So, in two ways, the economy in the US is healing. By reducing debt, and by a slow but steady jobs recovery.

What we don't need is for Romney to run in and start dealing out massive tax cuts to the wealthiest Americans like Bush did, skyrocketing the national debt, while possibly creating inflation, delfation or having no effect except an increase in national debt, but doing little to help with an underlying economic weakness. Throwing money at fat cats helps no one but the fat cats. and creates problems for everyone else. During Bush's first term the supply side tax cuts passed in the Spring of 2001 were so ineffectual that by January 2003 economists started worrying about actual "deflation" (linked is one of many references to articles from that time I just found via web search of economist worrying about the apparent deflation threat). Those of us who were  renting were rather ecstatic about the price of houses coming down, but those who owned homes and had the necessary massive mortgage to go along were very upset.

But life isn't decided by those like us.

The threat of deflation probably sealed Iraq's fate more than any real conviction within the Bush White House of WMDs. The war drums were brought out, a 70% majority against the war was either flipped or faked to a 70% majority for the war (remember that at this time Karl Rove did his propaganda & news crafting work right within the White House) and the bombers took off for Baghdad in March, eventually leaving over 1 million dead, more than 1/5 of the population of Iraq either displaced within it's borders or to another country, and the US in debt for another trillion dollars (with more to follow as medical and psychological help is needed by veterans for many years).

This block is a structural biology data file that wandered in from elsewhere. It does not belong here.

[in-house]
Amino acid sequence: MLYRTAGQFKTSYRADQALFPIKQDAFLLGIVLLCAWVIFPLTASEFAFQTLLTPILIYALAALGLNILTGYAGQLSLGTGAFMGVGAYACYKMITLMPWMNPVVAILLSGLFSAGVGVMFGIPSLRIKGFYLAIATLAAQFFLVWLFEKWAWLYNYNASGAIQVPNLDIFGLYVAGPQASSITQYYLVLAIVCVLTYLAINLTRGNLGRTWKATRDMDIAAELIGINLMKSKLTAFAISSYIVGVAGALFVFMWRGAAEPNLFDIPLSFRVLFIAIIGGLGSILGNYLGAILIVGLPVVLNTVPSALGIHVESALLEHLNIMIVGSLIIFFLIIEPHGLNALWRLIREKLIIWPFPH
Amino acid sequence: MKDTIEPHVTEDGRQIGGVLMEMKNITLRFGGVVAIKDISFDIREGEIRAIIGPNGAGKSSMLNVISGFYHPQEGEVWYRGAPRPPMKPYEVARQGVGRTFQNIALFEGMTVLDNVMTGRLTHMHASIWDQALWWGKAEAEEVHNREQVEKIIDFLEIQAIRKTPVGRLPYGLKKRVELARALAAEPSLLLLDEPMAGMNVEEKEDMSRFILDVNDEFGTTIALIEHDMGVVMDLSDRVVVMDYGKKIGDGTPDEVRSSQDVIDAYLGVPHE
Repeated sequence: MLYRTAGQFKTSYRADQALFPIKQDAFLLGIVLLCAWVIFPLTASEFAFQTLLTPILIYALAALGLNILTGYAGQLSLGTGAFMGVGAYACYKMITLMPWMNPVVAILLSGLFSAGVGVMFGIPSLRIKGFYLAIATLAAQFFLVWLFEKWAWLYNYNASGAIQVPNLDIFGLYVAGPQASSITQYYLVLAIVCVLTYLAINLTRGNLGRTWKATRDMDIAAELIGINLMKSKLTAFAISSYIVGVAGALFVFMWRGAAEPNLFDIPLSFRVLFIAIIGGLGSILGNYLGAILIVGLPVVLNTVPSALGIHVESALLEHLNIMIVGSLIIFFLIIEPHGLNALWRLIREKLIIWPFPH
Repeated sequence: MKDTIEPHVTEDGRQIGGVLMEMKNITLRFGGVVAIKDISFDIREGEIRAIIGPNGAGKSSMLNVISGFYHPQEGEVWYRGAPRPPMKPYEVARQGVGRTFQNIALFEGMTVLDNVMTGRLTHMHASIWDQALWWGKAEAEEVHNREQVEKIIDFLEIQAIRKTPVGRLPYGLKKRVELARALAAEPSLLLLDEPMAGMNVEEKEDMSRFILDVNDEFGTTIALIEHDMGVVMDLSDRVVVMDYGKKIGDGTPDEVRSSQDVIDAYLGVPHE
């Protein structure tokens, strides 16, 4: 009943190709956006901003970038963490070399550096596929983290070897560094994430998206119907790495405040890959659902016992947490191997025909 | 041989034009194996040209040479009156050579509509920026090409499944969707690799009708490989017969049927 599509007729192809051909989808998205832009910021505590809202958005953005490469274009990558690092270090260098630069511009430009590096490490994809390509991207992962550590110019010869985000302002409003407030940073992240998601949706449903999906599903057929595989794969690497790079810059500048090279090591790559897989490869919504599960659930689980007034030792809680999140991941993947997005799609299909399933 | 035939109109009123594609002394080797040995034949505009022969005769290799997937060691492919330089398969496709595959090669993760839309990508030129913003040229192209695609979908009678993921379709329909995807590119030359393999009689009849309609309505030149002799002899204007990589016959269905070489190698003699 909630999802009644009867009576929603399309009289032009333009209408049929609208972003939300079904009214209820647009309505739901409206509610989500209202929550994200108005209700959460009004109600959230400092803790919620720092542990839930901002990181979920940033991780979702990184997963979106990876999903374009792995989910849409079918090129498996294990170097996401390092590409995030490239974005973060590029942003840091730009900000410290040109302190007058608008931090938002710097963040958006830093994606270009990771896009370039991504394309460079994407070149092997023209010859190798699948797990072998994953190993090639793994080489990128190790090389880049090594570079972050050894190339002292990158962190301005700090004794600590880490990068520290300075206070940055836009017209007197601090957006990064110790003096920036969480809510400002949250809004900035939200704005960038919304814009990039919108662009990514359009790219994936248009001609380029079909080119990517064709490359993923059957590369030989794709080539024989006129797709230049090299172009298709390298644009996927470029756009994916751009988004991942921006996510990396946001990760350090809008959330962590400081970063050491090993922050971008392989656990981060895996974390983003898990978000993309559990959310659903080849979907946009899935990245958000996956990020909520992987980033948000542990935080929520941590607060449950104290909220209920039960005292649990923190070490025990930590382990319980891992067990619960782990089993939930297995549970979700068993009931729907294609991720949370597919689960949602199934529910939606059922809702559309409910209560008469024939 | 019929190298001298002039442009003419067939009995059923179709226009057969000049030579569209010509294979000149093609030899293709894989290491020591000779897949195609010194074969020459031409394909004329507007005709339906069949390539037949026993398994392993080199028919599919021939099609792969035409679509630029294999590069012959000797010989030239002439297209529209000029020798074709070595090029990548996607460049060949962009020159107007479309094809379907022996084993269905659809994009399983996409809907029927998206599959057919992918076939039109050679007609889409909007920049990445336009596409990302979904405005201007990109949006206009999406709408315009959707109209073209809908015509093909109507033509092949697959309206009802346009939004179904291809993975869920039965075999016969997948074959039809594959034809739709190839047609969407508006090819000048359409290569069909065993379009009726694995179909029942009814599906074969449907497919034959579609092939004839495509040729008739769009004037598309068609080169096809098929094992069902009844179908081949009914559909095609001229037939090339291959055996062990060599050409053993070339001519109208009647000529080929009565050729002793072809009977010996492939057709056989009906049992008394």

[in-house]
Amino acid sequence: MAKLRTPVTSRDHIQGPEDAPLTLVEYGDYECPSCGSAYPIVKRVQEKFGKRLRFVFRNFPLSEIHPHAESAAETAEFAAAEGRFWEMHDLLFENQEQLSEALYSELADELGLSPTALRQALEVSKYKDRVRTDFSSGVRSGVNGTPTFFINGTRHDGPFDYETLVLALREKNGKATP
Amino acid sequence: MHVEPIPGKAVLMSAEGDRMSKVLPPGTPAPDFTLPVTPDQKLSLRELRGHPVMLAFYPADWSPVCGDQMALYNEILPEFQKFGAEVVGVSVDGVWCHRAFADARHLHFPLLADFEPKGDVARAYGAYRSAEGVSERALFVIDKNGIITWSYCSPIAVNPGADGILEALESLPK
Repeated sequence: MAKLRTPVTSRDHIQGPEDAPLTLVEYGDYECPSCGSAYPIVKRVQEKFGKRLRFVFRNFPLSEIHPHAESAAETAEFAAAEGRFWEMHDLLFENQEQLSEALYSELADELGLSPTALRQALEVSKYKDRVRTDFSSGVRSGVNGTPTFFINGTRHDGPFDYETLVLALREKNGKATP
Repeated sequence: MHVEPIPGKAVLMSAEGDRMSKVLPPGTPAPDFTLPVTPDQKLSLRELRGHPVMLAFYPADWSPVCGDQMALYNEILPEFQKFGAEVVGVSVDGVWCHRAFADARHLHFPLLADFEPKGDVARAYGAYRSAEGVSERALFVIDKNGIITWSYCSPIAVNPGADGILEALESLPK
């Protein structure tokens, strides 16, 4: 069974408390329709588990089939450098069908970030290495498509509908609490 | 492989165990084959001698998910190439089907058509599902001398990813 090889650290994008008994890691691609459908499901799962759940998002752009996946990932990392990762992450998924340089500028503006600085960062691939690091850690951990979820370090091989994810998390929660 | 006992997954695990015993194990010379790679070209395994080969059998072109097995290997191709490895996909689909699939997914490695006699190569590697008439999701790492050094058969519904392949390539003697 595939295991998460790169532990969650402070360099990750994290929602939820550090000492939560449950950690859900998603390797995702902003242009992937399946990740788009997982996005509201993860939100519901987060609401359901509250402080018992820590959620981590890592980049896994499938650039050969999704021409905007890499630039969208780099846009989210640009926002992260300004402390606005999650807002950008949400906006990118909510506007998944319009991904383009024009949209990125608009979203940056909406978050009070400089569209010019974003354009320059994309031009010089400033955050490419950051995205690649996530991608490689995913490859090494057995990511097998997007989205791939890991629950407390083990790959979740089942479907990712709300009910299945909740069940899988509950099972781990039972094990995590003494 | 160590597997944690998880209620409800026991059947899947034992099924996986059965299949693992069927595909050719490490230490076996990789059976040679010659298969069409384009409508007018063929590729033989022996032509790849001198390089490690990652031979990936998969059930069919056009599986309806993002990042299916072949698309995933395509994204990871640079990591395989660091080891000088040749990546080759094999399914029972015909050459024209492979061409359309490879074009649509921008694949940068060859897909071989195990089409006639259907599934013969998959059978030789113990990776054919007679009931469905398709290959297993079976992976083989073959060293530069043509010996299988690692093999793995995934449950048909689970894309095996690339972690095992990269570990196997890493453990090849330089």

Now though we are recovering and could recover faster if the Republicans in Congress would work with this president. Maybe if they see that the American people want recovery more than anything, and certainly not inflation or deflation and weakness produced by trickle down tax cuts, Republicans will start to understand..

I doubt, though, that we can craft more sensible stimulus if the GOP is still so strong in Congress next year. Hopefully, Americans can see through Norquist's and Fox News' lies and vote for the people who will strengthen our nation economically, not just those who scream loudest the the economy is dead and won't revive until the wealthiest in the nation get to raid the public coffers again.

Supply side tax cuts were also used in the Reagan administration.  The result, I remember was a very slow recovery, but also, inflation that made life for those in the working class difficult when their wages didn't go up as rapidly as the increase in the cost of living, and then more malaise near the end of his administration.

The Clinton administration and  Bush 41 before him used tax cuts for working and middle class people with modest tax hikes for the wealthiest and we saw the strongest economic growth since the 50s when Europe and Asia were trying to recover from WW2 and couldn't compete with us. Maybe that should tell us something.